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Is Now the Time to Load Up on Sin Stocks?

Rich Duprey, The Motley Fool

This has not been a very good year for so-called sin stocks, or companies that populate industries like alcohol, tobacco, and firearms. They operate businesses that some people consider immoral or unethical, and despite their ability to generate substantial profits, some investors go out of their way to ensure they do not own them.

Yet one person's trash is another person's treasure, and oftentimes picking up shares in businesses that others cast aside can be good for your portfolio -- if you buy them at the right time. With so many sin stocks trading deep in the red in 2018, this could be a great time to buy in.

A man with his palms out holding a devil in one and an angel in the other.

Image source: Getty Images.

Having a devil of a time

Take a look at how some of these sin stocks are performing this year.

Sin Stock

Industry

2018 YTD Returns

Altria (NYSE: MO)

Tobacco

-12%

Anheuser-Busch InBev (NYSE: BUD)

Alcohol

-24%

British American Tobacco (NYSE: BTI)

Tobacco

-33%

CoreCivic (NYSE: CXW)

Corrections

6%

GEO Group (NYSE: GEO)

Corrections

3%

Las Vegas Sands (NYSE: LVS)

Casinos

-19%

MGM Resorts (NYSE: MGM)

Casinos

-21%

Molson Coors (NYSE: TAP)

Alcohol

-25%

Philip Morris International (NYSE: PM)

Tobacco

-20%

Wynn Resorts (NASDAQ: WYNN)

Casinos

-32%

S&P 500

Index

4%

It's important to realize that not every stock in a particular sinful industry is going to follow the trend down. While mass beer brewers are off by more than 24%, craft beer king Boston Beer (NYSE: SAM) is up 42% this year, and gunmakers American Outdoor Brands (NASDAQ: AOBC) and Sturm, Ruger (NYSE: RGR) are trading 11% and 15% higher, respectively, though the latter was in negative territory this year.

What makes sin stocks attractive is that they tend to be predictable, profitable stalwarts that often show resilience during a recession. People will largely continue to drink and smoke cigarettes regardless of whether the economy is in the tank, despite the fact that consumption of both has been declining for years (and in the case of tobacco, decades).

Sin stocks also tend to pay dividends that offer healthy yields. The dividends of Altria and Anheuser-Busch yield over 5% while CoreCivic's payout is north of 7%. Ruger, which has a dividend based on a constant percentage of net profits, currently yields 2.2%.

So is now a good time to buy a basket of sin stocks, or just the top industry leaders? You can also invest in exchange-traded funds (ETFs) like AdvisorShares Vice (NASDAQ: ACT) and USA Mutuals Vice Fund (NASDAQMUTFUND: VICEX).

There are some reasons why the different sin stocks are performing the way they are, so let's briefly take a birds eye view of the industries to get a sense of how an investor should proceed.

Alcohol

Mass brewers like Anheuser-Busch and Molson Coors have been trending lower because beer consumption has been on the downswing in the U.S. for several years and shows no sign of reversing anytime soon. While craft beer remains a growth segment, Boston Beer is winning not because of its flagship Samuel Adams beer, but rather its hard cider, teas, and seltzers. Because they still make up a relative small portion of Boston Beer's total revenues, investors should be leery about the heights the stock has attained. Constellation Brands (NYSE: STZ), on the other hand, has one of the most popular brands in the Corona family of beer, but its stock is down 3% this year.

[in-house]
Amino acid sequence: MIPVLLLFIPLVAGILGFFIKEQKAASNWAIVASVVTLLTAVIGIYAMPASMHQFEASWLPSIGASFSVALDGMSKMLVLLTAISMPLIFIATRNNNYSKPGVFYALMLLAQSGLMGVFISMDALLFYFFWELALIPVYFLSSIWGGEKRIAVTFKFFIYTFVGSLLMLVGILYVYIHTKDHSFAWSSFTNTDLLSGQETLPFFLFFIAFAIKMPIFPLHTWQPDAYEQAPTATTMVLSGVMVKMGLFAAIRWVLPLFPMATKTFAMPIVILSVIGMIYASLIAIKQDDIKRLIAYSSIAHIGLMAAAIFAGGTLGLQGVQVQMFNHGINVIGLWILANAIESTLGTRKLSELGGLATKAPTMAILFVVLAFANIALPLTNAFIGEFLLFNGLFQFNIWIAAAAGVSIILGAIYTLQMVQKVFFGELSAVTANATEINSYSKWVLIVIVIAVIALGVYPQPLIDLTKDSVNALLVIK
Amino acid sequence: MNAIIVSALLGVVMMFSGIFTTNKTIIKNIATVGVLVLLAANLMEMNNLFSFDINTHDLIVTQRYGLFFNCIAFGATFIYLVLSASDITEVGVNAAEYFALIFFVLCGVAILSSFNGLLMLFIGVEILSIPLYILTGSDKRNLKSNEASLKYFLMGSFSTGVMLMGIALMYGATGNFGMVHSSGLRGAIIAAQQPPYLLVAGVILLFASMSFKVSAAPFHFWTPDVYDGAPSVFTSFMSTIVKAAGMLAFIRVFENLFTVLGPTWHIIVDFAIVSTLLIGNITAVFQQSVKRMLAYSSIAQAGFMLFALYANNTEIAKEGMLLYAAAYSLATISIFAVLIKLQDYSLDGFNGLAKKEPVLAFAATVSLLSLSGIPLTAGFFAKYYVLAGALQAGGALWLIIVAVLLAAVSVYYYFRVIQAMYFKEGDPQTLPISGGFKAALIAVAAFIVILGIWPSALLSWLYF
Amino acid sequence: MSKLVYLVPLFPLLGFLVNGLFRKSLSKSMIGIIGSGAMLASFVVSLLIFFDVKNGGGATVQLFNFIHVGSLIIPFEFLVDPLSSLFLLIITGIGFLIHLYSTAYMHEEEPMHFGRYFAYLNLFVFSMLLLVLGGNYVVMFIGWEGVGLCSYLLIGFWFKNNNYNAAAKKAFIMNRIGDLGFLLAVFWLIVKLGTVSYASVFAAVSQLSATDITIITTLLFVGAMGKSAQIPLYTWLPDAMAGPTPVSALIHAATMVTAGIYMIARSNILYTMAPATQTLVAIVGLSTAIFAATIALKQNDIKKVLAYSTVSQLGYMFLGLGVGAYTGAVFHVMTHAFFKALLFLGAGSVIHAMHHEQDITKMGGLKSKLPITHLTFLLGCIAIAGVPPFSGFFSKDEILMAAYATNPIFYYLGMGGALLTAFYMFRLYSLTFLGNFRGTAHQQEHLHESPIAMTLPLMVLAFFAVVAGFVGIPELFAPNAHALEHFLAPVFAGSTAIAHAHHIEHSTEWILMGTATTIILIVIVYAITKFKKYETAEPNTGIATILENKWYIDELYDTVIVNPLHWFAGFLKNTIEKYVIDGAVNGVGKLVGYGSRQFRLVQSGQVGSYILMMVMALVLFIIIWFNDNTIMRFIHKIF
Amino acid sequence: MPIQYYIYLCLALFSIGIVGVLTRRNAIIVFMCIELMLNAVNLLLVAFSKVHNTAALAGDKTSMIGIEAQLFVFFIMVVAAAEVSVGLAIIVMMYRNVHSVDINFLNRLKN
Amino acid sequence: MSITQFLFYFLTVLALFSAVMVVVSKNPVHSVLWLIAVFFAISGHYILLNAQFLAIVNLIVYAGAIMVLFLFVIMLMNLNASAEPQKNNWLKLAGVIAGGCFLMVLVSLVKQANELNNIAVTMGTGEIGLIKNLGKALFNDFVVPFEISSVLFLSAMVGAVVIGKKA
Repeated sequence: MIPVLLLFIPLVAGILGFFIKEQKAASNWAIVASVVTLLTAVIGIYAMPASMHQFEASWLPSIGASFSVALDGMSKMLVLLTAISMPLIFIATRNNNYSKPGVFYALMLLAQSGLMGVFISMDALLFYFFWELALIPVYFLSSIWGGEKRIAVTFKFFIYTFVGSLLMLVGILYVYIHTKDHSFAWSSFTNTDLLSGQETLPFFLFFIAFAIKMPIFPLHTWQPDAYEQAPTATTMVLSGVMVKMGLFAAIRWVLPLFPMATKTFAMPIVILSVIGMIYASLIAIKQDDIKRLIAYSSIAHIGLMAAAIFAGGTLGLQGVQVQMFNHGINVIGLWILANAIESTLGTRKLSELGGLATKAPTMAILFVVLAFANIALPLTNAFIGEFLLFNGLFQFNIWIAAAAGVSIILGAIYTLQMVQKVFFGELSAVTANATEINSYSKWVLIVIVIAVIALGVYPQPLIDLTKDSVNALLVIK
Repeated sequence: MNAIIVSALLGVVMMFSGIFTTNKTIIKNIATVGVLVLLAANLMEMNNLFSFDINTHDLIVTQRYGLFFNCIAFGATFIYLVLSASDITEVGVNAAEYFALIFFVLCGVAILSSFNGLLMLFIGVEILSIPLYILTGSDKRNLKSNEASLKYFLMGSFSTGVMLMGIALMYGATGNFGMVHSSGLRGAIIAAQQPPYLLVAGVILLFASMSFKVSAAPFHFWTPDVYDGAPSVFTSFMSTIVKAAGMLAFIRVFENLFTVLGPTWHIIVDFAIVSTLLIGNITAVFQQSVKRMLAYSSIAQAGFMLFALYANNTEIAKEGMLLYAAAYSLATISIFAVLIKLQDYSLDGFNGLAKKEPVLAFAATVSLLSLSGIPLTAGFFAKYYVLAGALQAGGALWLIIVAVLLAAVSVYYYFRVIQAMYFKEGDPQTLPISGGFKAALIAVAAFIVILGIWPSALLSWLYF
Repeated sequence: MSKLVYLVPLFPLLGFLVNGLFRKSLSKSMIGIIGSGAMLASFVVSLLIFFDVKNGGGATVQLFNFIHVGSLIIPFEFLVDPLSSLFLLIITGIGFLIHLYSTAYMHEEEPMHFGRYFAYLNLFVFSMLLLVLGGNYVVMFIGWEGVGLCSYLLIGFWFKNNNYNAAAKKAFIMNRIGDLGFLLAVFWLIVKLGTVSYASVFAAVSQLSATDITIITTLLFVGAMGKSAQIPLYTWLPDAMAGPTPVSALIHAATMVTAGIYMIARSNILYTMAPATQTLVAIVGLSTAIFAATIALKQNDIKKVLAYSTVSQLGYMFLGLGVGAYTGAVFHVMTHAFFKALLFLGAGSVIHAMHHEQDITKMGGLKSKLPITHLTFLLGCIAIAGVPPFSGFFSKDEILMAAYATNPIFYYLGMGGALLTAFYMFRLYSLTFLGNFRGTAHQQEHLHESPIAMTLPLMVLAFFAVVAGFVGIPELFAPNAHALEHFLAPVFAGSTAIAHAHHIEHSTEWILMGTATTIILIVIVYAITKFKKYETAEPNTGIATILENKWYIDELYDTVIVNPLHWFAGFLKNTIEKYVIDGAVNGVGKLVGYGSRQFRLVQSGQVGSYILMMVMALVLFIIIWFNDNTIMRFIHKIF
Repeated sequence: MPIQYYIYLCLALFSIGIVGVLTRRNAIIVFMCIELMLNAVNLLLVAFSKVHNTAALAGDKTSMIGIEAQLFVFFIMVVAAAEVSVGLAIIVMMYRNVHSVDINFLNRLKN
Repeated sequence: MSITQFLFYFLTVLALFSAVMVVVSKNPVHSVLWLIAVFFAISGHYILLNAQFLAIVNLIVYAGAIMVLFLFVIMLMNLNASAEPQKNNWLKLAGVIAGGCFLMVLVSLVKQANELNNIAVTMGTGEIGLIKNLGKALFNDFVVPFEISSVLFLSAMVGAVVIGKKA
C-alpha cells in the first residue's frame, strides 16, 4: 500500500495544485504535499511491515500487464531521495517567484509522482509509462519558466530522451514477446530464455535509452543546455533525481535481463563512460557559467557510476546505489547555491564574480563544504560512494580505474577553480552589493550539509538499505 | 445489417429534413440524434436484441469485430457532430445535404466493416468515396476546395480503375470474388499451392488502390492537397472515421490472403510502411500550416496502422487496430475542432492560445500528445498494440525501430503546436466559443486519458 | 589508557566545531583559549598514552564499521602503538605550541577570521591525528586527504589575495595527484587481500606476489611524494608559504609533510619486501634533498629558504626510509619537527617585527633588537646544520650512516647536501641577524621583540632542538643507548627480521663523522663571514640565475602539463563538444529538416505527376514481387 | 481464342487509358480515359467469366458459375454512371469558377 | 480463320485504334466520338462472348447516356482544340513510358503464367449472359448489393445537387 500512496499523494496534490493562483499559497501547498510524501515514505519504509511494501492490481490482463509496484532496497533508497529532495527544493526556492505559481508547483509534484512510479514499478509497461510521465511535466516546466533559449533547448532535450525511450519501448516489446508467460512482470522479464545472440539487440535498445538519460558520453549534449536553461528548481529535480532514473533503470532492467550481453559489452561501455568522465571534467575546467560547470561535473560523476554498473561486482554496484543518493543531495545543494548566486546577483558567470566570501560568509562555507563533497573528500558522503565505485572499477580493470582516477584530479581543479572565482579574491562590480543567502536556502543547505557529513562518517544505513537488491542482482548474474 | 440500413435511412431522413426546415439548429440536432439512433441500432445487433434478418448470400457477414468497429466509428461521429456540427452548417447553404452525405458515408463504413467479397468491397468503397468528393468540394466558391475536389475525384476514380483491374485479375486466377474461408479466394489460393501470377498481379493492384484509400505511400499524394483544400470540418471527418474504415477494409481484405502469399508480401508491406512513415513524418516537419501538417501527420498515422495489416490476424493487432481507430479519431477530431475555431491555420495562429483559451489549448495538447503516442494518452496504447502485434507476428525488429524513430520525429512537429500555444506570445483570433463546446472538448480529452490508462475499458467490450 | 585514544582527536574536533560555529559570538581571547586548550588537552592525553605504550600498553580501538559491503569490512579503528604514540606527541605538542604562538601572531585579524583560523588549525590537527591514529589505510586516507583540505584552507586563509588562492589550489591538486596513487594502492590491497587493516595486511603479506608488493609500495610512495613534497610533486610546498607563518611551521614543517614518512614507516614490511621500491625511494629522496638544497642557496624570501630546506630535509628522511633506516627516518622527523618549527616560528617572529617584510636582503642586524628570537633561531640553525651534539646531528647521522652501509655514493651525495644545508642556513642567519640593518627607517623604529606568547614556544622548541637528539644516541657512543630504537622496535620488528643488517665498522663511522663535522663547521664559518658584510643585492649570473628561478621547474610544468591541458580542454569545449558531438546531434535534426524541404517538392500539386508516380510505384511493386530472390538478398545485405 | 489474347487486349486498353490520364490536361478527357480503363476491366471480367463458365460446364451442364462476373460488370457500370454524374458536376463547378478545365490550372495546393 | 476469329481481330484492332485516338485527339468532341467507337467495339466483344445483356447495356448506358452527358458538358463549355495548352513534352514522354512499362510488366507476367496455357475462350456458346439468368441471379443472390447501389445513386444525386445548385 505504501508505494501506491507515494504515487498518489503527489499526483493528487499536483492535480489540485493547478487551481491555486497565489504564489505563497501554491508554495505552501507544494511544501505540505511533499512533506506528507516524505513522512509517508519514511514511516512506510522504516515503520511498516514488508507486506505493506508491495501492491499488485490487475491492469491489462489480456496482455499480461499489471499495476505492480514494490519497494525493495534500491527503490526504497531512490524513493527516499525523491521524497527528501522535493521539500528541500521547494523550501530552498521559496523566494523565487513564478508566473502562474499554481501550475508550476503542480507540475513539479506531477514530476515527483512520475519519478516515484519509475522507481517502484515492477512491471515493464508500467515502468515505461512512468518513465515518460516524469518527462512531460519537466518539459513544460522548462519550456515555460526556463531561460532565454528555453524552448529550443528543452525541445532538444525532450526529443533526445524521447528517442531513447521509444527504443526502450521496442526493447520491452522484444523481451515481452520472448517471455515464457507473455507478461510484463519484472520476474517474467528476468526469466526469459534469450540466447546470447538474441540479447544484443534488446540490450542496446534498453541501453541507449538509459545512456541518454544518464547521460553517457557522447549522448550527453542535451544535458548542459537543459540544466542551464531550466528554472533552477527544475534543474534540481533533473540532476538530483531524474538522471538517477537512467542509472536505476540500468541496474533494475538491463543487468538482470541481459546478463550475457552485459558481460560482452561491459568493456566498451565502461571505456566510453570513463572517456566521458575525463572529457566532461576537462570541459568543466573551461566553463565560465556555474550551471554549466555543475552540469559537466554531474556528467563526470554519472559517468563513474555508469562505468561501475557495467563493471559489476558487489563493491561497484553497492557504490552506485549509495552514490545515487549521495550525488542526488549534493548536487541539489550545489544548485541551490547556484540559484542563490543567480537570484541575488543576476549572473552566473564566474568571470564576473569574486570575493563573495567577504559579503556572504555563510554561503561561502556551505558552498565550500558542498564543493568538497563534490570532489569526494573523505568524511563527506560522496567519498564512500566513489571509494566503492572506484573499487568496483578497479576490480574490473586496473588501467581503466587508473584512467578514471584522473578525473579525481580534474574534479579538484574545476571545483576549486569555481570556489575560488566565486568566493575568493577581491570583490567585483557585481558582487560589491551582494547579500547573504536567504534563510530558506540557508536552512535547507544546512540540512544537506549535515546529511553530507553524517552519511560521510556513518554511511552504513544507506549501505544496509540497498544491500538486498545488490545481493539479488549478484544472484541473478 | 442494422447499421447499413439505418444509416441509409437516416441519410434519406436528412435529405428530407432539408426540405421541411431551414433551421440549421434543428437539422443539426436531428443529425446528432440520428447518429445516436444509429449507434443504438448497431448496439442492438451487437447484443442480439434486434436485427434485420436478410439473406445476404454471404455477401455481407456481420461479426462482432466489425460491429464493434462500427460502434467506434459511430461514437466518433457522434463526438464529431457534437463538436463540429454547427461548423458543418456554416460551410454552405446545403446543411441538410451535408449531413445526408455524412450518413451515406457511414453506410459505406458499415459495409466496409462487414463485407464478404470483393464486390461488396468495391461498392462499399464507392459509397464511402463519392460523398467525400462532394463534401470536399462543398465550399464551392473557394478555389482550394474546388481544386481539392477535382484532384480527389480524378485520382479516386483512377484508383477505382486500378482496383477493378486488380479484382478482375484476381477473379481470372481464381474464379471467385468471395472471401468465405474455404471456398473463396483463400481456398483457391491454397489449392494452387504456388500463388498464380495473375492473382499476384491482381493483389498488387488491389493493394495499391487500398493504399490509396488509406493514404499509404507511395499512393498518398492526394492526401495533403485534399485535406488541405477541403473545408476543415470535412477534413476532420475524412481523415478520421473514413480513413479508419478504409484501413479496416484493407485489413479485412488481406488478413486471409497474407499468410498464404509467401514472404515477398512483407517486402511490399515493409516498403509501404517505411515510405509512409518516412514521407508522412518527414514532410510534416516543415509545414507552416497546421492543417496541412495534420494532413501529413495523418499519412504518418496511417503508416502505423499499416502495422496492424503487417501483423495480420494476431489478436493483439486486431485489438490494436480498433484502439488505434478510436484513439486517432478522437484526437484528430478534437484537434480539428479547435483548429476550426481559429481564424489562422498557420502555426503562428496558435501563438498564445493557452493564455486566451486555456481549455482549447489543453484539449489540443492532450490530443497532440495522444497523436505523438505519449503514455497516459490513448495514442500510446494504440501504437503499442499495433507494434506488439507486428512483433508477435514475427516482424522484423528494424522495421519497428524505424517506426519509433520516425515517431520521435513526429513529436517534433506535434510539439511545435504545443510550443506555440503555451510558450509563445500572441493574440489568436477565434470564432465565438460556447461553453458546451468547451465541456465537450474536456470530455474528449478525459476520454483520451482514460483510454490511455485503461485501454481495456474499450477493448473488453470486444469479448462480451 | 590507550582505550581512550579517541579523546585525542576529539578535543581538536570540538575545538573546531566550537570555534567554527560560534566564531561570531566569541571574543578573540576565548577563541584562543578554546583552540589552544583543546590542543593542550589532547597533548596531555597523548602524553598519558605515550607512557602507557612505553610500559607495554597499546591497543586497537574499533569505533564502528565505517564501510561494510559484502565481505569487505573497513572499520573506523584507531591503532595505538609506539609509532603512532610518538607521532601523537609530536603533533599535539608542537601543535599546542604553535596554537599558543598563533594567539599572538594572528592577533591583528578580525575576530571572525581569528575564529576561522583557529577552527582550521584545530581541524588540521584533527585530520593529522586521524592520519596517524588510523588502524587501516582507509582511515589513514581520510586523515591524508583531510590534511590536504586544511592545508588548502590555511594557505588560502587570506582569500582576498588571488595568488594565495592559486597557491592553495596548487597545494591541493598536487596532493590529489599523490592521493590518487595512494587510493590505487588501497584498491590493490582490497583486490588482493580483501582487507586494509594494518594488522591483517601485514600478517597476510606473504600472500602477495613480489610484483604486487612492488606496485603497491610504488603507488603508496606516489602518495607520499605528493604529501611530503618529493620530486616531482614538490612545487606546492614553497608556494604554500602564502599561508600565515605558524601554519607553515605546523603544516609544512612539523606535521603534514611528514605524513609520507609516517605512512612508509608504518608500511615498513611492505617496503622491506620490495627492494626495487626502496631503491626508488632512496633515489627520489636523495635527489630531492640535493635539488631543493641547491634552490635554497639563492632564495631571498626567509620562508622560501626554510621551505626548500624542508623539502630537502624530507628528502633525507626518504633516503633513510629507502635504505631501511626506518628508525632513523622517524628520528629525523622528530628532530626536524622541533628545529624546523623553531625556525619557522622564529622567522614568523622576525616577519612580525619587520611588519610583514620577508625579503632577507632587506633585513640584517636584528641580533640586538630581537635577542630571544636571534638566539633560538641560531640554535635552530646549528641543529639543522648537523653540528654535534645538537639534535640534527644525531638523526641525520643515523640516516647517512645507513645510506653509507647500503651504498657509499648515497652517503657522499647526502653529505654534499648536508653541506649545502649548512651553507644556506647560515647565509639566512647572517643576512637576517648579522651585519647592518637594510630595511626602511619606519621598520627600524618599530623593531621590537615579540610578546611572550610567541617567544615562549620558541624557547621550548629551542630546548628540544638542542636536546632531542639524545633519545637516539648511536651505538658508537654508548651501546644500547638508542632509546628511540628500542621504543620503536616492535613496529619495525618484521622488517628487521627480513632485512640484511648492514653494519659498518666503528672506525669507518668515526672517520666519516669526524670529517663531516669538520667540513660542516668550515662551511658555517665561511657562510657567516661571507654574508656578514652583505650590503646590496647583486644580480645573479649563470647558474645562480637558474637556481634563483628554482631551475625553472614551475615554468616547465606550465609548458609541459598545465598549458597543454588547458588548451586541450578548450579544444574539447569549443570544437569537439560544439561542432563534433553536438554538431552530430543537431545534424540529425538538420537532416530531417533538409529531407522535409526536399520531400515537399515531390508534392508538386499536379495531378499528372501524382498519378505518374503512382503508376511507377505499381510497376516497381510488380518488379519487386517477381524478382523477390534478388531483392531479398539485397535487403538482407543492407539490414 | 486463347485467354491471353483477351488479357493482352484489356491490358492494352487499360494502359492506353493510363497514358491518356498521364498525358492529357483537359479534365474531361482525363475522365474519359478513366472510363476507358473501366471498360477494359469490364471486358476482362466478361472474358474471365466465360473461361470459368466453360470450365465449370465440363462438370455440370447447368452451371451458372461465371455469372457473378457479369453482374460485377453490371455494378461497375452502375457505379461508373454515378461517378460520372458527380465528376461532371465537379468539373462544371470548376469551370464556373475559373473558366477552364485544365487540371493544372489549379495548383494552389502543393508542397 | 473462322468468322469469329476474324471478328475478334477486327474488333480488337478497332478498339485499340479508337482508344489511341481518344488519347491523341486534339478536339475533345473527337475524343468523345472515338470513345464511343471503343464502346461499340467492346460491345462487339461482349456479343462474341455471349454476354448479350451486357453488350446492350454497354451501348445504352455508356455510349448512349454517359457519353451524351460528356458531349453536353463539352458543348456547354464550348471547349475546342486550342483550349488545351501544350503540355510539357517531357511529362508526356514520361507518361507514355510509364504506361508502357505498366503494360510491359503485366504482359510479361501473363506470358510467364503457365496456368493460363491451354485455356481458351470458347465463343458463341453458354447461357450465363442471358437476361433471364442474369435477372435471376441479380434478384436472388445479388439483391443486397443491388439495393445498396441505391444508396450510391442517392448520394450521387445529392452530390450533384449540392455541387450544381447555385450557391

Casinos

World-class casino operators Las Vegas Sands, MGM Resorts, and Wynn Resorts have been plagued with slowing growth in both Las Vegas and Macau, the biggest gambling center in the world and the only place in China where it's legal to gamble. Wynn is facing additional headwinds because of the sexual misconduct allegations against founder and former CEO Steve Wynn, which may affect its licensure in Boston and elsewhere. MGM will be the first casino to have its license in Macau come up for renewal in 2020, and it's facing pressure from an activist investor to sell its Chinese operations.

Corrections

While private prison operators CoreCivic and GEO Group never really seemed to live up to the potential President Donald Trump's administration seemed to promise, financial results for both have improved after his enhanced immigration policies went into effect. Both companies operate detention centers and are building out new facilities to expand capacity, which should find a need as the Bureau of Prisons and Immigration & Customs both seek out more beds.

Firearms

Smith & Wesson owner American Outdoor Brands had been trading at double-digit losses for much of the year until an earnings surprise in late August sent its stock soaring. Gun buying activity seems to be picking up again, and the results of the coming midterm elections could be a spur to buy more. Nevertheless, it's doubtful the industry will return to the crazed buying levels it was at in 2016. While the long-term trend is still toward rising gun ownership, the big bounce the stock received may be a high point for the time being.

Should you own sin stocks?

Sin stocks aren't everyone's cup of tea, but their historical returns have outpaced the market averages, which makes them worth considering. Still, ETFs may represent the easiest path as they give investors broad exposure and diversification across the full spectrum of sin stocks in the market.

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Rich Duprey has no position in any of the stocks mentioned. The Motley Fool owns shares of and recommends Anheuser-Busch InBev NV and Boston Beer. The Motley Fool owns shares of Molson Coors Brewing. The Motley Fool has a disclosure policy.